He added that the ability to increase non-traceable staple foods would reduce domestic food prices, especially to the poor, in addition to the urban dwellers, who spend a substantial amount of their income on food.
Agriculture, the don contended, has a special poverty reducing power, pointing out that China, India and Ghana have all had relatively high agricultural growth rates and reduced poverty substantially.
Quoting Development Outreach Vol. 10, no 3 2008, Titilola stated that Ghana’s growth and poverty reduction over the last 15 years was Africa’s success story. He added that real GDP has grown at more than four percent a year since 1980 and at more than five percent since 2001.
He also added that the poverty rate fell from 52 per cent in 1991 to 29 per cent in 2005, making Ghana the only country in sub-Saharan Africa to have already met the MDG goal of halving poverty.
To him, “in Nigeria today, many informed observers are debating the paradox of economic growth not accompanied by economic development”.
Titilola stressed that recent available data from the NBS showed that the nation’s GDP was increasing at an impressive annual growth, pointing out that the nation’s GDP had been growing from 5.4 per cent in 2005 to 7.8 per cent in 2010, but fell to 6.7 per cent in 2011, contending that growth was now driven by the non-oil sector.
According to the don, the showdown in 2011 was a reflection of the worsening global economy and an oil production showdown.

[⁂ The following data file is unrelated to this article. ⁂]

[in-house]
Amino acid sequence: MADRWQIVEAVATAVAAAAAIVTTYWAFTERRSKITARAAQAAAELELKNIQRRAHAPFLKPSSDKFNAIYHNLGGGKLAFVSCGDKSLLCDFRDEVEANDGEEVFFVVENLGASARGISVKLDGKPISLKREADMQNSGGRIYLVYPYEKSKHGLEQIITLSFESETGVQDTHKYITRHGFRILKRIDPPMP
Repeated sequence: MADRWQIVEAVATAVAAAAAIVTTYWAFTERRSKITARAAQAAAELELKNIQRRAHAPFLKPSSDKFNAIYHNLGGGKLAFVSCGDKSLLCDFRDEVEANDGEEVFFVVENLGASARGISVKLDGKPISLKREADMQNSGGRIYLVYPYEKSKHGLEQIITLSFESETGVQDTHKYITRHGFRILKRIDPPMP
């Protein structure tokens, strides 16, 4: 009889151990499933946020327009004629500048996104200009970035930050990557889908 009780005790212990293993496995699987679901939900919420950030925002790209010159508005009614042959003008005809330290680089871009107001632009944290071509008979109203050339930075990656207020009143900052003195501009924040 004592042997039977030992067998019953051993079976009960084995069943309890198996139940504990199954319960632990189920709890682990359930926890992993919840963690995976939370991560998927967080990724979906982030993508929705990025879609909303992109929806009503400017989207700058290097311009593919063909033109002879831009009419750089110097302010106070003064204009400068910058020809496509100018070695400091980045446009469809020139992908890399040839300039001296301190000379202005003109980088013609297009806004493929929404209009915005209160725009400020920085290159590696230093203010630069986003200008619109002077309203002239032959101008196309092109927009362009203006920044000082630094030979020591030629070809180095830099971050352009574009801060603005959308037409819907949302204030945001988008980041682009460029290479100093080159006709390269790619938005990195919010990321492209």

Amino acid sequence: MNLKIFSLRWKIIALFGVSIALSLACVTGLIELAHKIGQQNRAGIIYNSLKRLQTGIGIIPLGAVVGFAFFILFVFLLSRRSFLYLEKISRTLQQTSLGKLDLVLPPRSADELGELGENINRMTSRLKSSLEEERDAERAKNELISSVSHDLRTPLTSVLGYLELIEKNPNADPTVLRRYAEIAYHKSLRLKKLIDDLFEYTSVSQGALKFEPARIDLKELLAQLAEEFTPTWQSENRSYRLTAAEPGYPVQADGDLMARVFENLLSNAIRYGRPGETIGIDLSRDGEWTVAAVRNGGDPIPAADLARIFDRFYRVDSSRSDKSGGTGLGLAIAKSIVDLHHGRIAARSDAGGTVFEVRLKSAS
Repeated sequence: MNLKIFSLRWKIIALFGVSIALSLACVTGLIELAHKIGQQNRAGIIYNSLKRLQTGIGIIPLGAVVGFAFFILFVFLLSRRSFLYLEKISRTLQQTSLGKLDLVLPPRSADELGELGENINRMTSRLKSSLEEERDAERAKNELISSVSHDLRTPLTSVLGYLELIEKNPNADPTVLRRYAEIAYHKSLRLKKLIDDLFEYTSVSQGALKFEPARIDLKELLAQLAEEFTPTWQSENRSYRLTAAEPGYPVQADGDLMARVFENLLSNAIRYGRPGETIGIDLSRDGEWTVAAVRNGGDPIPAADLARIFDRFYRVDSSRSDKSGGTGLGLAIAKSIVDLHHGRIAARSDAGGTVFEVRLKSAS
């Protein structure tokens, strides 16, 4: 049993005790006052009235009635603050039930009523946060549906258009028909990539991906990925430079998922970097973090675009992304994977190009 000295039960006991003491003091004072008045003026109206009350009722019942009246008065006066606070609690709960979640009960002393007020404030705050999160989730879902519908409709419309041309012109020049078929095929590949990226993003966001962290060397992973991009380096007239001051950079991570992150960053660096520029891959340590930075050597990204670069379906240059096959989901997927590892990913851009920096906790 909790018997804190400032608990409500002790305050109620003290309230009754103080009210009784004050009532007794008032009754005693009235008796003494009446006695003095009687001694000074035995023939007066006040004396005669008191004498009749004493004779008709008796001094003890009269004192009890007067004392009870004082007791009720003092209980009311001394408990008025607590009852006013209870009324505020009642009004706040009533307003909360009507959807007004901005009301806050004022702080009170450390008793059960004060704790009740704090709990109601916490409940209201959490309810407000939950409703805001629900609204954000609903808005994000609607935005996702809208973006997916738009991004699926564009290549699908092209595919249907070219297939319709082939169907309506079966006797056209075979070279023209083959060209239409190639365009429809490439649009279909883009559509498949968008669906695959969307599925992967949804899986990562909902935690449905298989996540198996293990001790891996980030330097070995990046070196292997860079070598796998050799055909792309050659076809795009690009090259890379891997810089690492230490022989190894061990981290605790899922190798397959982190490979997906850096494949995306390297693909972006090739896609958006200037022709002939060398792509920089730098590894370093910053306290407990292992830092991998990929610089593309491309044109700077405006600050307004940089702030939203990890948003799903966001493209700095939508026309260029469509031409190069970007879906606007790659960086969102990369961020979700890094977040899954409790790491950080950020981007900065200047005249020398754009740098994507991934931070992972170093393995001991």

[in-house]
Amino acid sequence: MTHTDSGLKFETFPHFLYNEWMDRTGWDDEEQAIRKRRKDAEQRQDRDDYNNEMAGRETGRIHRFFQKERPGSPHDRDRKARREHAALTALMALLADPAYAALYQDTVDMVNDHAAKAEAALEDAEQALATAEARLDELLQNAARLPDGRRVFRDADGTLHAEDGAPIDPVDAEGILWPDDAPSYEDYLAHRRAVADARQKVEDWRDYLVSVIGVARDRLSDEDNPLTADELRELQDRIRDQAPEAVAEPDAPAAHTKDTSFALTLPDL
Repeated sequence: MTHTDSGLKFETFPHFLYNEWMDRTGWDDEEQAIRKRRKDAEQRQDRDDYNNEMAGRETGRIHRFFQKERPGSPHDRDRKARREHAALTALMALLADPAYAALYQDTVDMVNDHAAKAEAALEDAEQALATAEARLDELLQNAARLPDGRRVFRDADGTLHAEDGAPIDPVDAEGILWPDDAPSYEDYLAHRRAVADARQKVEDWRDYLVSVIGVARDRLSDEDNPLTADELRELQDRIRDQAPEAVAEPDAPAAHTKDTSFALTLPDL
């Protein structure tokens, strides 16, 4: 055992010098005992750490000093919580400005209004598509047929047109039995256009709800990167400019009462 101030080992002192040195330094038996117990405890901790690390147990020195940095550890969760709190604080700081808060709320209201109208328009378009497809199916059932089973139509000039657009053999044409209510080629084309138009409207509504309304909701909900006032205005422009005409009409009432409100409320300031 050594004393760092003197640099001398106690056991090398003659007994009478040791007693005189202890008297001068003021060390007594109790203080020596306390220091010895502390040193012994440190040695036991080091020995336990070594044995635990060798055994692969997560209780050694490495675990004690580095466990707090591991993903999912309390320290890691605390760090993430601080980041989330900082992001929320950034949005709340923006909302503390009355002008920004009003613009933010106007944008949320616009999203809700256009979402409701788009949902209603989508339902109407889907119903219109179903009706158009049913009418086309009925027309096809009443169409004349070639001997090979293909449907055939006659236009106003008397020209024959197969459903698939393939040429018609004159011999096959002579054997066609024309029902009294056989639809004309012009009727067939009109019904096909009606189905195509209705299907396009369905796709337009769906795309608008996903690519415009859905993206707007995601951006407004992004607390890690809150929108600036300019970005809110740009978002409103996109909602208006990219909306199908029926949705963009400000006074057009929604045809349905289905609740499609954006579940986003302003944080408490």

Titilola maintained that despite Nigeria’s rich human and material resources endowment capable of making her Africa’s largest economy and major player at the global level, yet much of the potential has remained untapped.
According to him, factors identified hindering progress include slow economic growth due to weak productive capacity, modernisation of agriculture, low labour and total factor productivity, over dependency on crude oil production, and lack of diversification of the economic base.
Other factors include gross inefficiency of public sector, poor and deteriorating social and economic infrastructural services, high dependence on primary production, heavy debt burden, and low pace of technological advancement.
In his paper, ‘Resolving the problem of economic growth without development: Lessons learned from the implementation of Millennium Development Goals (MDGs) in Nigeria’, Dr. Ojetunde Aboyade noted that since the return of democratic rule to Nigeria in 1999, the nation has been experiencing consistent increase in the Gross Domestic Product (GDP) of its economy.
He said the paper aimed to identify and explain the causes of economic growth in the country without a commensurate reduction in poverty within the context of MDGs, assess Nigeria’s progress in MDGs attainment since 2000 and proffer practical solutions to move the Goals’ attainment in the country forward.